It’s Ok To Make A Mistake

It’s a matter of life and death!

This is the healthcare mantra.  If we fuck up, someone could die.

That sounds helpful, doesn’t it?  I mean, if I constantly remind myself that what I do is important and that the stakes are incredibly high, I’ll perform better. 

Won’t I?

Well, let’s think about that.  How do you feel when you think about making a mistake at work?  I mean IT’S A MATTER OF LIFE AND DEATH!  When I think about the thousands of decisions I make every shift in that context, it’s terrifying.  I don’t know about you, but I don’t really do my best work when I’m terrified.

In fact, the actions that I take that stem from a place of fear and terror are typically not very helpful at all. They tend to be impulsive and often the strength of those emotions will tune out the rational and thoughtful side of my personality.  Impulsive and irrational aren’t really the descriptive words I’m looking for when it comes to how I want to show up as a doctor.

Instead, I like to think about the emotions that would lead to how I do want to show up.  I’ve had a lot of time to play with this and I’ve found that I do my best doctoring when I’m feeling confident and capable.  I also know that those emotions don’t manifest themselves if all I’m doing is thinking about the terrible things that could happen if I make a mistake.

For that reason, I decided a while ago that I would no longer focus on what could go wrong when I’m caring for a patient.  I know that, if you work in emergency medicine, I’ve just blown your mind.  I mean the whole purpose of the emergency department is to look for all the worst things that could be going on.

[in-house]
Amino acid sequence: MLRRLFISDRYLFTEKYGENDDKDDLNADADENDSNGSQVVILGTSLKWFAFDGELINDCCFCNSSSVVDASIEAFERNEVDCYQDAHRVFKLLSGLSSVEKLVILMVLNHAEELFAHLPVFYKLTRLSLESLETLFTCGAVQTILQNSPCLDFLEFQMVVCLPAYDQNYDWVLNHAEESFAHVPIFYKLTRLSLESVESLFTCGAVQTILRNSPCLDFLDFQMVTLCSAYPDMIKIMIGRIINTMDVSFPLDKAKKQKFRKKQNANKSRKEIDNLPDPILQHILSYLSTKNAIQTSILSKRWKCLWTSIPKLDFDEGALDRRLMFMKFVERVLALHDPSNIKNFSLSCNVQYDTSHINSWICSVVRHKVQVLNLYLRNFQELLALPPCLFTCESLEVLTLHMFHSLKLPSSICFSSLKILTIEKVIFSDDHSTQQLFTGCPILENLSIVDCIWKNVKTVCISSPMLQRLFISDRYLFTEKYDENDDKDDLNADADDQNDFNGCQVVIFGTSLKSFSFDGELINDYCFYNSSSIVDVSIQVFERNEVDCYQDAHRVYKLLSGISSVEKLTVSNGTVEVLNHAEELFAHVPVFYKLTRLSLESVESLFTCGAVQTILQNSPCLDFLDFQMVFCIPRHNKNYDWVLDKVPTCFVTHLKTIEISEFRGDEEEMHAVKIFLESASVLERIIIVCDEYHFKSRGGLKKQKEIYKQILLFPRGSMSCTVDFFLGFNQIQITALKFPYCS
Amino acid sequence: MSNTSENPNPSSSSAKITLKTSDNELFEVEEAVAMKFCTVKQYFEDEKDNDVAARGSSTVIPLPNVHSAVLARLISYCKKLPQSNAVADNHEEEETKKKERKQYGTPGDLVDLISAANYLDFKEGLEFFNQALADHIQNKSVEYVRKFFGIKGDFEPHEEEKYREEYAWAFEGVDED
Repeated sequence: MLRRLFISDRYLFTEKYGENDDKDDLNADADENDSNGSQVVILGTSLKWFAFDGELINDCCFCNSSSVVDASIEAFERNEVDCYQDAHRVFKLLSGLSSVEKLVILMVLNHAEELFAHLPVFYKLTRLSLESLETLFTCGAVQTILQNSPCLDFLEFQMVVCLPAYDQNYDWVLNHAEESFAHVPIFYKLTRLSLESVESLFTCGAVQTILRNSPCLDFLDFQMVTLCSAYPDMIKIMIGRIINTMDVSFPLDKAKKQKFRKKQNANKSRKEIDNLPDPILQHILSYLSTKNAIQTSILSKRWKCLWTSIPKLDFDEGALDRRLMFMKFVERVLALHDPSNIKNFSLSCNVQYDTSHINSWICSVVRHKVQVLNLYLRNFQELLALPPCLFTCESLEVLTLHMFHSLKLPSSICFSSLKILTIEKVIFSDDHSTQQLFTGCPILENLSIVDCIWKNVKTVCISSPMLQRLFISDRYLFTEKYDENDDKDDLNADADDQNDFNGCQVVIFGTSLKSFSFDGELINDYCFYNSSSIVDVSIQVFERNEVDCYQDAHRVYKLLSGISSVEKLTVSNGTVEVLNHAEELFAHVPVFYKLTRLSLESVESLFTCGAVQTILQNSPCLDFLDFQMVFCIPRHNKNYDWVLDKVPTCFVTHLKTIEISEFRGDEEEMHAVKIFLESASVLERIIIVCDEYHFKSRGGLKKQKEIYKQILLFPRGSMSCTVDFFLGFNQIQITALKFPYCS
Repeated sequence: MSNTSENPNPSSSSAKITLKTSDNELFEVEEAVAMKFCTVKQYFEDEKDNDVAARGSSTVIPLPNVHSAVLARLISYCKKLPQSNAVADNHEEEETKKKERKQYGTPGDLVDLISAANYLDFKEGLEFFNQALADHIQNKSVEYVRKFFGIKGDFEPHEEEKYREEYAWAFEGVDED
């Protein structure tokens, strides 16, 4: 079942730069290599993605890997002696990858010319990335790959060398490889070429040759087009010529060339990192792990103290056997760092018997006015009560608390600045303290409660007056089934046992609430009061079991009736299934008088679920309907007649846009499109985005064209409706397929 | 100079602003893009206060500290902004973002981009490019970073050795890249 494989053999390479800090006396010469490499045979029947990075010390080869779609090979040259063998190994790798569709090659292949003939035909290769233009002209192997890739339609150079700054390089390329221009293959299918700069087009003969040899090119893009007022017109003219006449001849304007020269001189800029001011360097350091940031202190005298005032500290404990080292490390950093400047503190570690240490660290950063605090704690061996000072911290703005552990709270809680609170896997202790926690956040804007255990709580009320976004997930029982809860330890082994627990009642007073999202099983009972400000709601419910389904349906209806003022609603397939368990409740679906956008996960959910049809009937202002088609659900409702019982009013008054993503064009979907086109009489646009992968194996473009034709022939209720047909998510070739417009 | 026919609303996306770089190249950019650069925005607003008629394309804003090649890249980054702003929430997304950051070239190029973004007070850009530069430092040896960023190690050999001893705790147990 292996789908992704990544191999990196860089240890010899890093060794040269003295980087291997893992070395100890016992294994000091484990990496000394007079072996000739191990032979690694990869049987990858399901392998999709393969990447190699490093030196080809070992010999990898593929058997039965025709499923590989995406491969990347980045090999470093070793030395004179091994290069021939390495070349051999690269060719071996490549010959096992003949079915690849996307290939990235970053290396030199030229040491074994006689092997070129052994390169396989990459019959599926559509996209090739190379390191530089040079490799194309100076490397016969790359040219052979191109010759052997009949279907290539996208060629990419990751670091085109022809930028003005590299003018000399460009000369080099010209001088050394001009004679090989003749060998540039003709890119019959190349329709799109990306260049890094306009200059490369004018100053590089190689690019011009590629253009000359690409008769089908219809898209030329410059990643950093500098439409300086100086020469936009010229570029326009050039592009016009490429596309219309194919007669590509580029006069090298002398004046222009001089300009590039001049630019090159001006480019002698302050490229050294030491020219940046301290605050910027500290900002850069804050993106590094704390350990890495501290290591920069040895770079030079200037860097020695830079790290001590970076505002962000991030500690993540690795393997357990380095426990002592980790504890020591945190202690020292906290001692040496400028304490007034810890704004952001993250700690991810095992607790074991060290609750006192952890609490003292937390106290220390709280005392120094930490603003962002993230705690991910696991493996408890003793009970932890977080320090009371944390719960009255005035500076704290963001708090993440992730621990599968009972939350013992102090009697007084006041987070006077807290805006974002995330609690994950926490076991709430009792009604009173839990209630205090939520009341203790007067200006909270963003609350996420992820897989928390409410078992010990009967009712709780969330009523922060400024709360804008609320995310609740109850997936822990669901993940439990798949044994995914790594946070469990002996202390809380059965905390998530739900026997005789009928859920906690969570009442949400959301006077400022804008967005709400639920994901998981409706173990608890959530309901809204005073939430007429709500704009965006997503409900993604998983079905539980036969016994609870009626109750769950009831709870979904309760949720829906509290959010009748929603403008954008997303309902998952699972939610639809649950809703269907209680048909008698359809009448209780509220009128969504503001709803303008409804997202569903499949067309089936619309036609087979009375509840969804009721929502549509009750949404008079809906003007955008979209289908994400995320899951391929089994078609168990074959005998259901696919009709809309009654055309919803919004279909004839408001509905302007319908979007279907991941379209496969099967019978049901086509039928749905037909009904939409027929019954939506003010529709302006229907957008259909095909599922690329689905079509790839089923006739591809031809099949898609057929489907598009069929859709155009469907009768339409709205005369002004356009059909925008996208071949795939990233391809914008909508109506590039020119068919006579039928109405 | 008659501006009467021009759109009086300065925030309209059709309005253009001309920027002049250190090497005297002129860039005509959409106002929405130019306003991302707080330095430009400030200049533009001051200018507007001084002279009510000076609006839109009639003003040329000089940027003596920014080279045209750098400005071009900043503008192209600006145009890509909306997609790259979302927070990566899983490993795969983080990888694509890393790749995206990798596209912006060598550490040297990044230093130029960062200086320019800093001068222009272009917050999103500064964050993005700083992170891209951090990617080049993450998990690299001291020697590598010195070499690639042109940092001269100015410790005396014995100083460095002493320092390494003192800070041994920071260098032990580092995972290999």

There’s a difference, though, between looking for bad things that are already happening to your patient and working from a place of fear of all the ways in which you could fuck things up even more.

I know that when I show up at work, I am there to do the best possible job I can. Here’s a wonderful secret for you: That is enough.

But what if I miss something?

We all miss things sometimes.  I’m not perfect.  Thank goodness I work in a team of skilled professionals.  I have numerous people around me on every shift to help check my work and, when I’m operating from a place of confidence and competence rather than fear and terror, it’s much easier to accept feedback and suggestions from others without getting defensive. 

I’m a better doctor when I’m not afraid.  I also enjoy my experience at work when I’m not living in fear of what could go wrong. 

Next week we’ll talk more about how to respond if something in fact does go wrong.  In the meantime, I’d like to invite you to sign up for my free course How To Feel Better On Your Next Shift.  Then keep an eye on your email for upcoming opportunities to work together.